The shah of Iran, facing an unprecedented revolt against his 37-year reign, appears to be on his way out as absolute ruler of this oil wealthy and strategically important nation of 35 million people.
That is the view being increasingly expressed in diplomatic circles here. There is growing doubt that Shah Mohammad Reza Pahlavi can survive his current crisis or work out a succession that would continue the 53 years of Pahlavi rule started by his father.
According to diplomats who have seen him recently, the shah is a broken man, given to periods of depression brought on by the bitter feeling of having been betrayed by his people. In a sense, they say, he already has abdicated his authority and no longer plays the same role in decision making that he used to.
By naming a military government this month to replace the embattled Cabinet of Prime Minister Jaafar Sharif-Enami, the shah has played his last card, political analysts say. They feel the move will not be able to reverse the situation, but only buy him more time.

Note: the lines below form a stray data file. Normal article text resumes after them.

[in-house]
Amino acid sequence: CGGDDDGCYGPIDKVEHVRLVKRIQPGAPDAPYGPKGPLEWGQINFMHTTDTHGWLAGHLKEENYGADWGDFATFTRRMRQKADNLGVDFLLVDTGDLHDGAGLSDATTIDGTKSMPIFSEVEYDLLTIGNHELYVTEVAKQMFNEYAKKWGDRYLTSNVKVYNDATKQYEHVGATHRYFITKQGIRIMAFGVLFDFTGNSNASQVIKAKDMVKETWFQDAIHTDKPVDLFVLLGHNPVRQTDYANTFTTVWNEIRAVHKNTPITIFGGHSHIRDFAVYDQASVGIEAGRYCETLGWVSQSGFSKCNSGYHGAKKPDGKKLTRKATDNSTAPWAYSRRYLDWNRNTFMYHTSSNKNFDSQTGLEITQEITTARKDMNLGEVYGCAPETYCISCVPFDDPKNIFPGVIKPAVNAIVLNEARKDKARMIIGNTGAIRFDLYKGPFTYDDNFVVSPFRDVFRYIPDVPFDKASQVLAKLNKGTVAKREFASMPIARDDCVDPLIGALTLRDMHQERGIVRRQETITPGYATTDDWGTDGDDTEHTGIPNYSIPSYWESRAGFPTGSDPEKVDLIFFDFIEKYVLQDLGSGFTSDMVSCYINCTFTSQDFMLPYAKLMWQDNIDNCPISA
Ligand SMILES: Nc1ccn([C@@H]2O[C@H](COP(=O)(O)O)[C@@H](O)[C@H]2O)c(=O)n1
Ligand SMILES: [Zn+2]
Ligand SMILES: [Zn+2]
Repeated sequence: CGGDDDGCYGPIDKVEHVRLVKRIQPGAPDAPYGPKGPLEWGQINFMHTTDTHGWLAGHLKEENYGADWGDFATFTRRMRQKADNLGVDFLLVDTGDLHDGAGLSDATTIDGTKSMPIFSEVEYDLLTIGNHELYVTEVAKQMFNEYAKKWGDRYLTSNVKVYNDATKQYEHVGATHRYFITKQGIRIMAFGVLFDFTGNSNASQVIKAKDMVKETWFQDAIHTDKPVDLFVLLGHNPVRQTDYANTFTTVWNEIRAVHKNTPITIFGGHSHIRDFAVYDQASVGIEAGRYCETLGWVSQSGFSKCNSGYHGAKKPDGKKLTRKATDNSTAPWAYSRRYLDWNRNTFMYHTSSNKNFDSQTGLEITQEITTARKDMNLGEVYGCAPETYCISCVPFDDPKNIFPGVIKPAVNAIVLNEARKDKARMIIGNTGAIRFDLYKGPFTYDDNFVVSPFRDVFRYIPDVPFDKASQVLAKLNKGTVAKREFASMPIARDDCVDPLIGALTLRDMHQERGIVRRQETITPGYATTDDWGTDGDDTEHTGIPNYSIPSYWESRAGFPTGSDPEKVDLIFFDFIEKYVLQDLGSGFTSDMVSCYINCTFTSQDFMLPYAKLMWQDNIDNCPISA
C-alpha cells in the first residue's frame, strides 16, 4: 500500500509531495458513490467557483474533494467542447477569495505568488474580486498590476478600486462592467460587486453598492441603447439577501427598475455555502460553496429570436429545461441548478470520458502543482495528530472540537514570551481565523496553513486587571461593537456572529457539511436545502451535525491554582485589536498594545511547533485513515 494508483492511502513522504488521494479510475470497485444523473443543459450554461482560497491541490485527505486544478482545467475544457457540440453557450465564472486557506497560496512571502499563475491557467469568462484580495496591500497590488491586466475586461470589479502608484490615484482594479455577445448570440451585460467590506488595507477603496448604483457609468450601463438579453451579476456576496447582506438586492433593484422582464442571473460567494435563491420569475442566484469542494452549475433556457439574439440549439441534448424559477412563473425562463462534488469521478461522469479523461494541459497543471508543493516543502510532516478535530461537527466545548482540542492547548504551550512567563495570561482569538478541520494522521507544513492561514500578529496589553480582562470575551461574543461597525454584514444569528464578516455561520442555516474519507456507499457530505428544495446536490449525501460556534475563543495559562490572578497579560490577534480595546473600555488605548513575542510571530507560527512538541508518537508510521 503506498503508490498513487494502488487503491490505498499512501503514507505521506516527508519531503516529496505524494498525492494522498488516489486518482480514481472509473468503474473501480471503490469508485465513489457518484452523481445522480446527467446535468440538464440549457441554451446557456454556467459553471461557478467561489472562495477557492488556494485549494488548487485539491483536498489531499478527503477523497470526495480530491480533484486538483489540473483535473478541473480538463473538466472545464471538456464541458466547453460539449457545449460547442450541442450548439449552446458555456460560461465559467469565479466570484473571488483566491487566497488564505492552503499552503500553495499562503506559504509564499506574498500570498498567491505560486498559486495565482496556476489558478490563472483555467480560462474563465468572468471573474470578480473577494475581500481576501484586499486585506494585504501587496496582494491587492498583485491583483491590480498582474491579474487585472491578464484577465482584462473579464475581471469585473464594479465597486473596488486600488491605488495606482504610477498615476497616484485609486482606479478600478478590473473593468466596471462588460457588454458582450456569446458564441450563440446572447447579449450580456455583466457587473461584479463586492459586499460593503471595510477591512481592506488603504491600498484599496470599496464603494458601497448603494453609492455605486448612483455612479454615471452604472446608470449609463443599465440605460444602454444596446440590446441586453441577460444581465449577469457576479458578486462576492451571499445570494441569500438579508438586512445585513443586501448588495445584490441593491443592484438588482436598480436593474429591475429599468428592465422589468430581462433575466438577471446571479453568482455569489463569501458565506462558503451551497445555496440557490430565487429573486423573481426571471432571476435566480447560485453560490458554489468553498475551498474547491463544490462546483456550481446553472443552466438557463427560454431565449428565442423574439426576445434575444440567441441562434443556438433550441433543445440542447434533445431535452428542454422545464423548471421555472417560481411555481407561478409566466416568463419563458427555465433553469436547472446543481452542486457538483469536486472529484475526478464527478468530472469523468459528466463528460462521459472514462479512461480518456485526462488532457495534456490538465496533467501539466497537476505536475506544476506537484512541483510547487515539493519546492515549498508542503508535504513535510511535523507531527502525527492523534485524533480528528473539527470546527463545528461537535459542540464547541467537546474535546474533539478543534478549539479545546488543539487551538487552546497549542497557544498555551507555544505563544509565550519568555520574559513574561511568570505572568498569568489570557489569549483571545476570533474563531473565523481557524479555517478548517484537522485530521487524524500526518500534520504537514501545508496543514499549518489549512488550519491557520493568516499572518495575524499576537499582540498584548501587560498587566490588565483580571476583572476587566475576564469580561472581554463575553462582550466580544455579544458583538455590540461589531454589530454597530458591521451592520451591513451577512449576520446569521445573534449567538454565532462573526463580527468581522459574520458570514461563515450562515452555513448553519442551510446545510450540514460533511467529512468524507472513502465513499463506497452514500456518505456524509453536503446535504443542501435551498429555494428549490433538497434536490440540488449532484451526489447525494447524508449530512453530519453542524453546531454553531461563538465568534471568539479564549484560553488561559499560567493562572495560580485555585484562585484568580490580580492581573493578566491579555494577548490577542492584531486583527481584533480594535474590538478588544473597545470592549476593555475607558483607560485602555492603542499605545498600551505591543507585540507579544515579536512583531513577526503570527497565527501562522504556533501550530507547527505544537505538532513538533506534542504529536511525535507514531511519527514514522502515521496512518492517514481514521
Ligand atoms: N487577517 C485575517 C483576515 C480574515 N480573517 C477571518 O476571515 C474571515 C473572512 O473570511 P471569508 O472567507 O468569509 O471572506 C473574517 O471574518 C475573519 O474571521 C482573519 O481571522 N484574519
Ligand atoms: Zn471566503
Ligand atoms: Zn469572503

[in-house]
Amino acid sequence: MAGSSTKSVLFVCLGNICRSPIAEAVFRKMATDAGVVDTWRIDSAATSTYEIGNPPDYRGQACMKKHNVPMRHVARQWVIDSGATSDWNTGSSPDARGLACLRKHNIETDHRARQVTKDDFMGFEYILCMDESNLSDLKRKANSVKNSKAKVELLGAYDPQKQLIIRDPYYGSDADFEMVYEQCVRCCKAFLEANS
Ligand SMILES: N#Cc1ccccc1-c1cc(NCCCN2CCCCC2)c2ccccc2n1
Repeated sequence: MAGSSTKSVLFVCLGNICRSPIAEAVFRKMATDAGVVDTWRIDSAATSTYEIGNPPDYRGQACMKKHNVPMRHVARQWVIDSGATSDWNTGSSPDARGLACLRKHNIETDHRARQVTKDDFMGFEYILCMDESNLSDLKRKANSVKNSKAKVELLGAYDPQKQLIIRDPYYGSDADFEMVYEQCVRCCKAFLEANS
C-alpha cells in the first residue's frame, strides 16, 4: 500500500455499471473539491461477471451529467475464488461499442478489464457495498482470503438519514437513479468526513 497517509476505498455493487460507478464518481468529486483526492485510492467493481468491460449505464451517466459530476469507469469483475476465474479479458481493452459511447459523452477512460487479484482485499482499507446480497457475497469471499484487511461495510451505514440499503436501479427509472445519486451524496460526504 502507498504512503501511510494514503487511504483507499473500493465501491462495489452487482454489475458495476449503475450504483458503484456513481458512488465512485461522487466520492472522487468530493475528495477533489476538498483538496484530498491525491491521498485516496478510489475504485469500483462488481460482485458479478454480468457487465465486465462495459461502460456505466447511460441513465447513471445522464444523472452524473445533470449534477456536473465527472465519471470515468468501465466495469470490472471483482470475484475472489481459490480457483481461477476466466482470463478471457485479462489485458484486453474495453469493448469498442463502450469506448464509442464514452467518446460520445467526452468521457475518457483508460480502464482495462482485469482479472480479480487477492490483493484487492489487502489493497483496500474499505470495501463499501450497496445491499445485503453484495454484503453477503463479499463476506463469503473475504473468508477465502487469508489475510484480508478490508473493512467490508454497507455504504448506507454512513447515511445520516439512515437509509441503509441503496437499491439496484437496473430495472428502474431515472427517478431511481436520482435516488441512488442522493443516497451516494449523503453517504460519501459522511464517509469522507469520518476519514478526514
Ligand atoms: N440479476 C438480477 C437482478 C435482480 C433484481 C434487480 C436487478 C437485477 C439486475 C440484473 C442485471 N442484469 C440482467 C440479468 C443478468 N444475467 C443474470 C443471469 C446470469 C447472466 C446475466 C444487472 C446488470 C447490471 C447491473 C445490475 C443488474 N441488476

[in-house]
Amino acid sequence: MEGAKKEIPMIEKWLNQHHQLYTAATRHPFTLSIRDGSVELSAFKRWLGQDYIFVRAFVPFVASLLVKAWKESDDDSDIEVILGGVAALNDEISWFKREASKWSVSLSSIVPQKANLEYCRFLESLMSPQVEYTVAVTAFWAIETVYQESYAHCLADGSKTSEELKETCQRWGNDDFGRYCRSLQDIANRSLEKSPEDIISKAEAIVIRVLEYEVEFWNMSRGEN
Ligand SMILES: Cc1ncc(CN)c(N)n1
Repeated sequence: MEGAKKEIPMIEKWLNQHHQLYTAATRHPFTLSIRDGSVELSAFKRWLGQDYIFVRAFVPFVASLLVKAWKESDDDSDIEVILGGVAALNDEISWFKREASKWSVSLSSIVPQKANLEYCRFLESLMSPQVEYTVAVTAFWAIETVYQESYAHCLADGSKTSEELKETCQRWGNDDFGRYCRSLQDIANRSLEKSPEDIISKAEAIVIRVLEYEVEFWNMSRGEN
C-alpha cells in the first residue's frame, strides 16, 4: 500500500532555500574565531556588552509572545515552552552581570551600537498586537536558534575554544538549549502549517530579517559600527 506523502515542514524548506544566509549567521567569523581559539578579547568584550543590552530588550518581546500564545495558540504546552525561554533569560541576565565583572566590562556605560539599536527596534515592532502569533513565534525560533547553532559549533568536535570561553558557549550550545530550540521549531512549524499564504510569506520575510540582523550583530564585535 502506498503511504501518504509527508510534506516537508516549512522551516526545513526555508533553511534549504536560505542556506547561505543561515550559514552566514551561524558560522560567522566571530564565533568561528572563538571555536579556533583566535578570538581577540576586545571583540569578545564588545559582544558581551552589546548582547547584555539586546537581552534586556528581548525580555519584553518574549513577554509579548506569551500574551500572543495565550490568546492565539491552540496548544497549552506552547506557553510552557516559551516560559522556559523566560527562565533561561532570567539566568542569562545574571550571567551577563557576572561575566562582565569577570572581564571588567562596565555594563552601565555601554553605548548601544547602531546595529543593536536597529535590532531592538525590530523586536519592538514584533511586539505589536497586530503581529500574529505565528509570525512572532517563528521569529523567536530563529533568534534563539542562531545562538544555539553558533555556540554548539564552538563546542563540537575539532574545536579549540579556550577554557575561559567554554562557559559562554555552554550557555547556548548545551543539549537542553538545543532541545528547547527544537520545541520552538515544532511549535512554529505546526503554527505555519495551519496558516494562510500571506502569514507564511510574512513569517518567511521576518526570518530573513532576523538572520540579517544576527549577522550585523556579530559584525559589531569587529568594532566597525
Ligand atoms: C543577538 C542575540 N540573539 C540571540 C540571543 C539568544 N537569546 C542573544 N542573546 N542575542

"The military government is not a solution in itself, and it could be the beginning of the end," one diplomat said. "Personally, I think the Pahlavi dynasty is finished. It's only a question of time now."
Said another diplomat, "Now he's 59 years old, isolated, his back to the wall and cut off from the people."
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However, some of the shah's supporters say he is on the verge of acquiescing to a major reduction of his personal power and becoming a constitutional monarch - a move they feel could defuse opposition calls for his overthrow and allow him to keep his throne.